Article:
“Most days I try my best to put on a brave face. But inside my bones are cold and my heart breaks. But all the while something is keeping me safe and alive. But so many people are looking to me to be strong and to fight but I’m just surviving. I may be weak but I’m never defeated. And I’ll keep believing in clouds with that sweet silver lining.” -Kate Voegele, Sweet Silver Lining
I spent this past weekend at Active Minds’ 7th Annual National Mental Health on Campus conference. Active Minds, a national non-profit and BC2M partner, brings together hundreds upon hundreds of students and gives them the inspiration and tools to decrease mental health stigma and increase awareness on their college campuses. At last year’s conference, I was still working as a full-time Active Minds staff person and didn’t have the opportunity to step back and truly bear witness to some of the incredible things taking place. I knew that the organization covered everything from stress relief tips to model for preventing suicide. It’s one thing to understand in your mind the change that is taking place, it’s another thing entirely to feel it in your soul.
I’ve never lost anyone to suicide and I pray I never will. However, I’ve met family member after family member and friend after friend, mourning the loss of loved ones to a senseless act of violence by their own hand. I had never really understood how my former boss, Alison Malmon, could so completely dedicate her life to a cause so grounded in her own personal pain of losing her brother. This weekend, I finally saw that she draws incredible strength from the passion of the students with whom she works. I finally saw not only the tears in her eyes when talking about how much she loves and misses Brian, but the joy in her heart as she looks out over a room full of people so invested in this movement.
From three people at her first club meeting many years ago, to a ballroom full of student activists is a remarkable journey. While I know that there is nothing Alison can do that will allow her to completely let go of the pain that she lives with every single day, I find great inspiration in how she has worked tireless to have Brian’s memory not only associated with a tragic loss, but with a living memorial that reaches students all over the country. From a place of pain, she’s developed for others a place of belonging and a joy for life.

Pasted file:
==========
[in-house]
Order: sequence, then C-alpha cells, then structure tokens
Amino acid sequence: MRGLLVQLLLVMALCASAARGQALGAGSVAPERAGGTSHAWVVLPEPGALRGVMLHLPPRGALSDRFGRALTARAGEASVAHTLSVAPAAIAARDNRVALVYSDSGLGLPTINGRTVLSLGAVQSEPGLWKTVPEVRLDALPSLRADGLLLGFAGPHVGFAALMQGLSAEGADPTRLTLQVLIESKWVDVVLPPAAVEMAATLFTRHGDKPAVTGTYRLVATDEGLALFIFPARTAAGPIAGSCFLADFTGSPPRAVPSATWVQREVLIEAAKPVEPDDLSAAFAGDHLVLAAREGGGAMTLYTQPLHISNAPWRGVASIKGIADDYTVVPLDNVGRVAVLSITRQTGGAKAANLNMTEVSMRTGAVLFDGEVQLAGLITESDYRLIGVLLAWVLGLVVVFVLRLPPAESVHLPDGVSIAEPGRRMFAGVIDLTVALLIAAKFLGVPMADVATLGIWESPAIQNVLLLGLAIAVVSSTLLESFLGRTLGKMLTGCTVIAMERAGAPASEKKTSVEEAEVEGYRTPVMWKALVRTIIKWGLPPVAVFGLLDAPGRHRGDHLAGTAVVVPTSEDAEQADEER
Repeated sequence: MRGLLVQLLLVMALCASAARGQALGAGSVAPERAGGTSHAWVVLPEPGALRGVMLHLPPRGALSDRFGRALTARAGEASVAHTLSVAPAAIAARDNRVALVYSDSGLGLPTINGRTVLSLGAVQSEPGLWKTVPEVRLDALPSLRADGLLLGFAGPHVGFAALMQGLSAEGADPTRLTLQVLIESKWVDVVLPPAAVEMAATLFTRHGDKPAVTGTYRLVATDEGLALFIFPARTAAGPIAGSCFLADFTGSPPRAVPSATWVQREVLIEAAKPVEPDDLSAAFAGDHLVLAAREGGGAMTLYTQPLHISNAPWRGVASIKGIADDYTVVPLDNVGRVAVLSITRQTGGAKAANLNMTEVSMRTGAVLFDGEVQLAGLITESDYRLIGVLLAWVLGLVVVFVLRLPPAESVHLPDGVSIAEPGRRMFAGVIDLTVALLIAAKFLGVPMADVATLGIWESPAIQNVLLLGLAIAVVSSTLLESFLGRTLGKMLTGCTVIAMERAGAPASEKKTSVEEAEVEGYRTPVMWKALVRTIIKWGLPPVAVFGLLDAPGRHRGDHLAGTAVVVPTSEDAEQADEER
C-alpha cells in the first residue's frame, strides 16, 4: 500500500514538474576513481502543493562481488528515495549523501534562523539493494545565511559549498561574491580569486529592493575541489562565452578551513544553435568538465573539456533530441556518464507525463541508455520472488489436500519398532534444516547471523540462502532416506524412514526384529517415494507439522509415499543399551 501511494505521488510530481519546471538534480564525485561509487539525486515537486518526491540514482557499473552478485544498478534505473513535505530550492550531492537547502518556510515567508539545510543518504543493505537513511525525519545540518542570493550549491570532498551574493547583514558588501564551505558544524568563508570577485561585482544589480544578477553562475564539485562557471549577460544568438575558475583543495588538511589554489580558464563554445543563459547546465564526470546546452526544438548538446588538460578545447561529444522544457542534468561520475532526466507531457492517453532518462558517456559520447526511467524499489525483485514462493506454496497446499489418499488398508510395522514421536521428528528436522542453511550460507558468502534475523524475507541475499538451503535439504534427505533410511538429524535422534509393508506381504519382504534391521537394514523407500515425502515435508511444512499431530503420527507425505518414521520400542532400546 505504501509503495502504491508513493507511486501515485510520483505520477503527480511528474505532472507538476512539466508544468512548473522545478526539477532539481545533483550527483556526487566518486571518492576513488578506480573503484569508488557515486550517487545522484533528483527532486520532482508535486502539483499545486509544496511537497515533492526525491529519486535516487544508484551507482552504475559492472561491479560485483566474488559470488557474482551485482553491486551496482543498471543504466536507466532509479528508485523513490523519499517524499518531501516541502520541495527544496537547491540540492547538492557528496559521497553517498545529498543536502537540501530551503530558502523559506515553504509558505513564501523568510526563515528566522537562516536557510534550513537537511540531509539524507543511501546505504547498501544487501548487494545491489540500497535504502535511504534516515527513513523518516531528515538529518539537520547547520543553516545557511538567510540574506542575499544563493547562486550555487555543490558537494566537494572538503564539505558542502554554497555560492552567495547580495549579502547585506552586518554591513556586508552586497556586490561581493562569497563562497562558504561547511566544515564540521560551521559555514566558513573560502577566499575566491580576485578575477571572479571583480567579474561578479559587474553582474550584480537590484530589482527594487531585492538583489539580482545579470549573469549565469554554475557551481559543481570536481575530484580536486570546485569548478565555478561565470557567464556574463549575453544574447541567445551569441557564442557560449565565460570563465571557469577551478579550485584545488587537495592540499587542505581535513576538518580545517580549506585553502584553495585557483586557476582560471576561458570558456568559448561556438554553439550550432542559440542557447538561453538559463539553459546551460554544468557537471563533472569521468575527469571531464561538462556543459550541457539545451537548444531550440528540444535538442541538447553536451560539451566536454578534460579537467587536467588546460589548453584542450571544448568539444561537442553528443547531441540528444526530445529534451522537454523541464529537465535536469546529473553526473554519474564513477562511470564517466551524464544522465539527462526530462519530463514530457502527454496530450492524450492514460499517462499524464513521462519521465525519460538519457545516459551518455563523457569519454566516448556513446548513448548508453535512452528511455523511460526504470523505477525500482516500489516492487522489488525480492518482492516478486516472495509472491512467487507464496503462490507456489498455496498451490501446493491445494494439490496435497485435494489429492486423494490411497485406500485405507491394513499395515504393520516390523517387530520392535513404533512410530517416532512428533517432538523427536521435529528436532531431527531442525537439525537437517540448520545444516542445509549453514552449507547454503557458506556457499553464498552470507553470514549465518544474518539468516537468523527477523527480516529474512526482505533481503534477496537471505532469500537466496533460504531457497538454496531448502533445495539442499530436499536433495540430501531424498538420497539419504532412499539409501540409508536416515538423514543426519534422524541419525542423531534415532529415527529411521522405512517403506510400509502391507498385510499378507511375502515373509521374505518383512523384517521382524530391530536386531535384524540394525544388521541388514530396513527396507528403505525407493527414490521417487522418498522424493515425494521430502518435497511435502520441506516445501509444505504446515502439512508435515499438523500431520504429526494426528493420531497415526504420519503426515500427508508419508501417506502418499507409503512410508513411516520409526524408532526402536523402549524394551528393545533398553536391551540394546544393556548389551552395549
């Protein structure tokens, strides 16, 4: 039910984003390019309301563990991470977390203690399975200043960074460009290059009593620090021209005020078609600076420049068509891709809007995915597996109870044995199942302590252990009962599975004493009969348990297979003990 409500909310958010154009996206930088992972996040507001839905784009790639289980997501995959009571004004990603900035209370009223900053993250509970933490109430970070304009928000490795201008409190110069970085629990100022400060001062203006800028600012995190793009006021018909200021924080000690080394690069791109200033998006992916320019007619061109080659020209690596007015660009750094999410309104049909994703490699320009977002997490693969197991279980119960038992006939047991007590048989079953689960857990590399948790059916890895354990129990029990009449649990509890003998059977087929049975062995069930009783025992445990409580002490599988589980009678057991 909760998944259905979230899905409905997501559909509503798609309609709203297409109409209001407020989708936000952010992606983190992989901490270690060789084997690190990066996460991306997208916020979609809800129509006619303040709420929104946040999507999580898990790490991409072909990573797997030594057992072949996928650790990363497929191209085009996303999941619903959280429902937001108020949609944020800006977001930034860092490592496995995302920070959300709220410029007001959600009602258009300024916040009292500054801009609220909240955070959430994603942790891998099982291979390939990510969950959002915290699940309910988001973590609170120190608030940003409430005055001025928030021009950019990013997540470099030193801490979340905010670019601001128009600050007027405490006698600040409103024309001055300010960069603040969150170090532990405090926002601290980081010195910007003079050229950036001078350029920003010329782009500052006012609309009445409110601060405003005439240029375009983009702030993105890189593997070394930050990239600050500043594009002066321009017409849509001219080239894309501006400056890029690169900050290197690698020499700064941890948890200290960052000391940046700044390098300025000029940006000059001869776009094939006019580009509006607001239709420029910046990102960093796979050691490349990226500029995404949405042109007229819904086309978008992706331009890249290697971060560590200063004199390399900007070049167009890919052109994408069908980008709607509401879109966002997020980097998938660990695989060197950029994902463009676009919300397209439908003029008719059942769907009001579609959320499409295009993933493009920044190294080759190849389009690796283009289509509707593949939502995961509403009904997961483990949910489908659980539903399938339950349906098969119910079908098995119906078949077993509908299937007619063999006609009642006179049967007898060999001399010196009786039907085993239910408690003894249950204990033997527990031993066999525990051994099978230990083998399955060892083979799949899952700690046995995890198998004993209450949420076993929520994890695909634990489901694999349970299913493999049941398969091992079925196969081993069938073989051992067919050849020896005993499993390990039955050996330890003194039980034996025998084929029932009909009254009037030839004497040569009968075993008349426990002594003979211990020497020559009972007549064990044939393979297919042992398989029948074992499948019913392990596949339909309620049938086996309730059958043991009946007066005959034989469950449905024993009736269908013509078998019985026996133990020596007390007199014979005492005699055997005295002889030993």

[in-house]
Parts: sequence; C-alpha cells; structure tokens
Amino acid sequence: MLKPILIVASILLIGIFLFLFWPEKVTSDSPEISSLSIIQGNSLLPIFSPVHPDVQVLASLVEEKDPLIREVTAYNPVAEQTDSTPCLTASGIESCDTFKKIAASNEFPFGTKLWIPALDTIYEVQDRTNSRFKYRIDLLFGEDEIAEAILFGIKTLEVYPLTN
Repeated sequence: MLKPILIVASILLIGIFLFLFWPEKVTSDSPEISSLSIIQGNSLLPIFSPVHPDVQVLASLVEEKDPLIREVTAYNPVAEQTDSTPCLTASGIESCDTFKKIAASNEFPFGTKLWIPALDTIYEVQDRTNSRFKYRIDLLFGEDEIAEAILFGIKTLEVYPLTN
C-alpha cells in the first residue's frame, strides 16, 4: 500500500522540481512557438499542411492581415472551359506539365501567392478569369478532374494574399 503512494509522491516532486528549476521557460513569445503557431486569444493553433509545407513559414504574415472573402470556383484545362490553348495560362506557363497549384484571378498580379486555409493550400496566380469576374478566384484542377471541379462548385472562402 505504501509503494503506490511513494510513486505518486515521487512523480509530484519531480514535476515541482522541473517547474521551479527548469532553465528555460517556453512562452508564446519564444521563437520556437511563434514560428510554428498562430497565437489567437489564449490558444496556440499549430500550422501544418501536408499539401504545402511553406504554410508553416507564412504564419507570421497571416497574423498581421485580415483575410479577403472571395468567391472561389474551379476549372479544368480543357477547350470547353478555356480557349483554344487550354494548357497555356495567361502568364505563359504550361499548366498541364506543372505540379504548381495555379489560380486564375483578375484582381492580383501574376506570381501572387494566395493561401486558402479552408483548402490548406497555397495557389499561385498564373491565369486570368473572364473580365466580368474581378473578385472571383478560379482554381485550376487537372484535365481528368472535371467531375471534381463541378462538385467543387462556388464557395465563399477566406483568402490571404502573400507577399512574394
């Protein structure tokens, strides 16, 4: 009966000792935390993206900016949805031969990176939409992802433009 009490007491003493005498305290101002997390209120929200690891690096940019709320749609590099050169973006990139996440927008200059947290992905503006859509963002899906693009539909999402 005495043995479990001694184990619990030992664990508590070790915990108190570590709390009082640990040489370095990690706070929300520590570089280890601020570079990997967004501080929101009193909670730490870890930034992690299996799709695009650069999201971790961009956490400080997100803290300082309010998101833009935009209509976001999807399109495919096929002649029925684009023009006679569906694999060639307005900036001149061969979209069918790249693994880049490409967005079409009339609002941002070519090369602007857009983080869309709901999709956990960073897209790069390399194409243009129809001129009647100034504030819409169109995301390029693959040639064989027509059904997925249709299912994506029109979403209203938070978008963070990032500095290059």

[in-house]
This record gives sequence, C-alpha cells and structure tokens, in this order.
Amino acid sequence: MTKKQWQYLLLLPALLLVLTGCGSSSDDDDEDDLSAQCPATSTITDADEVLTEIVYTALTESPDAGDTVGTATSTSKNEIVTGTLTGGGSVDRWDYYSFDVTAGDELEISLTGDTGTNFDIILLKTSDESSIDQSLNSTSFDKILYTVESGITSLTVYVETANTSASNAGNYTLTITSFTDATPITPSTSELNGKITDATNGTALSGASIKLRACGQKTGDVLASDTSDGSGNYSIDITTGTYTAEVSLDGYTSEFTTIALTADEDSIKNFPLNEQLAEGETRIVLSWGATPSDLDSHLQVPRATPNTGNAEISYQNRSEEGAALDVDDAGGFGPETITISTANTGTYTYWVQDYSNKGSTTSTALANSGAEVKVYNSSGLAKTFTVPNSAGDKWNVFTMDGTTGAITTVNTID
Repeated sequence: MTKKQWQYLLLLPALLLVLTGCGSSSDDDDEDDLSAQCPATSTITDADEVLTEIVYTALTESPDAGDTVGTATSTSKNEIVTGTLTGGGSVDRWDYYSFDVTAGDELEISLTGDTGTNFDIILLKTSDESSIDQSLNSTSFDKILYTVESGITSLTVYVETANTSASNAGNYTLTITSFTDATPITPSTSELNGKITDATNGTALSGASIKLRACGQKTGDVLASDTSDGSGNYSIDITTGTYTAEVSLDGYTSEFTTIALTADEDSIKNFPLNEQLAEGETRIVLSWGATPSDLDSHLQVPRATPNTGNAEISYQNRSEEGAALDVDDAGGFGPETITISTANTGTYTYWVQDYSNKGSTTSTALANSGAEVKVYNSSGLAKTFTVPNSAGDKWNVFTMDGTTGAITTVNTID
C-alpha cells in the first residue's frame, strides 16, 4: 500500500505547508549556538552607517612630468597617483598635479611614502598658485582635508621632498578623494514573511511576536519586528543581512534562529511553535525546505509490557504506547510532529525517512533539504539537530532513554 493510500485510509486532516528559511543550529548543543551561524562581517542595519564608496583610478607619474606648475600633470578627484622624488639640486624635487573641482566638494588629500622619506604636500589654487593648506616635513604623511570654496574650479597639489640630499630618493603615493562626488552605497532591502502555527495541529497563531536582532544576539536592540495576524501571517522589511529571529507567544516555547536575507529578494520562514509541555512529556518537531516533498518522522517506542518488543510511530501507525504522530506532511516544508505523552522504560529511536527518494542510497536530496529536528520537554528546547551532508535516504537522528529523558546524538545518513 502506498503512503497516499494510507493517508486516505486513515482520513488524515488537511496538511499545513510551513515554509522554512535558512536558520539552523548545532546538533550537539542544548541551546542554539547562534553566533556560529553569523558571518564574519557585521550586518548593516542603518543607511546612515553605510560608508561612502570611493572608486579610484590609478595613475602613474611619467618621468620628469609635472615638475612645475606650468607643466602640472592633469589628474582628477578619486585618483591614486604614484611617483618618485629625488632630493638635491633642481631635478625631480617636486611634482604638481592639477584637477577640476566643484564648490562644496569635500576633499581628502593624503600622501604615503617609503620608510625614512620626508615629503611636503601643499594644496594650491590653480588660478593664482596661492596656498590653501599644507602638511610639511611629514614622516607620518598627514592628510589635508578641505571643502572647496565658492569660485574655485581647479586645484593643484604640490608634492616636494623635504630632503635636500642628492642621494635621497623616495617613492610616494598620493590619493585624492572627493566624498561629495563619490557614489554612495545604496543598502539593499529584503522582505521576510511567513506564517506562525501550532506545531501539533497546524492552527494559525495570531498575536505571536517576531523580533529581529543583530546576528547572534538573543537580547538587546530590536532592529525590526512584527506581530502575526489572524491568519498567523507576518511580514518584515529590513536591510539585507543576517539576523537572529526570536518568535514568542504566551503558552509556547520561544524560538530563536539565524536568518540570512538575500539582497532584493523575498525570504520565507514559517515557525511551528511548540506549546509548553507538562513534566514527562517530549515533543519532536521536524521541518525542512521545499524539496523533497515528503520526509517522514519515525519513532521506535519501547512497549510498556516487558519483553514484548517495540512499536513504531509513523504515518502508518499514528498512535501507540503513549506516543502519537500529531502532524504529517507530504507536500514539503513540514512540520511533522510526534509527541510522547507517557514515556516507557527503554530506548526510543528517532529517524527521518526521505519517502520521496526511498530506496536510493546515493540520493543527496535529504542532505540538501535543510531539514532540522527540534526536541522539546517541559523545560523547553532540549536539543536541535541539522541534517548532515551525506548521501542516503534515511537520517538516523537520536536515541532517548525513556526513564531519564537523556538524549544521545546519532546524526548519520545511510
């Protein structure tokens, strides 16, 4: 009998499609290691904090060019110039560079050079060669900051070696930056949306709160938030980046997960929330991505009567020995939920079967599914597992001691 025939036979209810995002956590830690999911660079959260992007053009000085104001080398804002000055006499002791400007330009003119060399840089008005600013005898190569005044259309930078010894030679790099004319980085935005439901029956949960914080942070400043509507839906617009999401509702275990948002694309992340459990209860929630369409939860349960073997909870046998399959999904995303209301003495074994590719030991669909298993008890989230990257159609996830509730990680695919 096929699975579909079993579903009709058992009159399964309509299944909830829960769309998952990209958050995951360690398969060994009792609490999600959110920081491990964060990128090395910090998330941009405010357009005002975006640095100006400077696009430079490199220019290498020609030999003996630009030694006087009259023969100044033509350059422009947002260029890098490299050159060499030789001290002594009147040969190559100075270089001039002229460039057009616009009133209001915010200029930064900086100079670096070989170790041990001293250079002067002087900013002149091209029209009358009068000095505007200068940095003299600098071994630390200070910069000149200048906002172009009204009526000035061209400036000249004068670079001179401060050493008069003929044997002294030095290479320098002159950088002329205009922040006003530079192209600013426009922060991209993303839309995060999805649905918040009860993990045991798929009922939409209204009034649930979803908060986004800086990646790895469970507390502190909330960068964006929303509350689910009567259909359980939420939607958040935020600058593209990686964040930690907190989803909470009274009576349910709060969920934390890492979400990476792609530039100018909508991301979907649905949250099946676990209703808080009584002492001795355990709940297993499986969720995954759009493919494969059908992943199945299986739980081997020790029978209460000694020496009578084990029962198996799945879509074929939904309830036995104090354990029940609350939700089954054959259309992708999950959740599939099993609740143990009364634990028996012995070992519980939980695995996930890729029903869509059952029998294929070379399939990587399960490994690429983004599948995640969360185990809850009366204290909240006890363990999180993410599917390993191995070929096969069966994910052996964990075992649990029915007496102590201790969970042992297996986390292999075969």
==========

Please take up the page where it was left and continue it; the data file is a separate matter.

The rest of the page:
Inspiration for my BC2M blog posts comes from someone or something different every week. This one started not with Alison, but with a BC2M Facebook friend and real-life stranger. She spent Friday at the conference to visit the Send Silence Packing display that features ownerless backpacks representing the 1,100 college students lost to suicide each and every year. After she saw my Facebook status update about the conference, she messaged me to tell her how much having her son’s story featured on one of the Send Silence Packing backpacks at this year’s conference meant to her and her family.
Her message led me to reflect on my own history with suicidal ideation and being suicidal. One of the things that always keeps me here is knowing how much losing me would hurt my friends and family. Even at my lowest moments, I never want to bring pain to others. I never gave much thought to how I developed that line of thinking, but this weekend I suddenly knew.
Seeing the hurt in Alison’s eyes (and seeing that same hurt in the eyes of all of the countless mothers, sisters, brothers, fathers and friends that I’ve met who had lost someone to suicide) helped save my life. While I grieve with them for the loss of someone special in their lives, I am forever grateful that they have had the courage to share their experience in a way that saves the lives of so many other children and friends. I know that not even the shiniest of silver linings could dim the pain they feel, but I want all of you to know how much your strength means. You may never know how many people you’ve reached. So when you find yourself wondering if it’s worth the agony of revisiting such haunting memories, please know that you reached me.
Thanks for reading,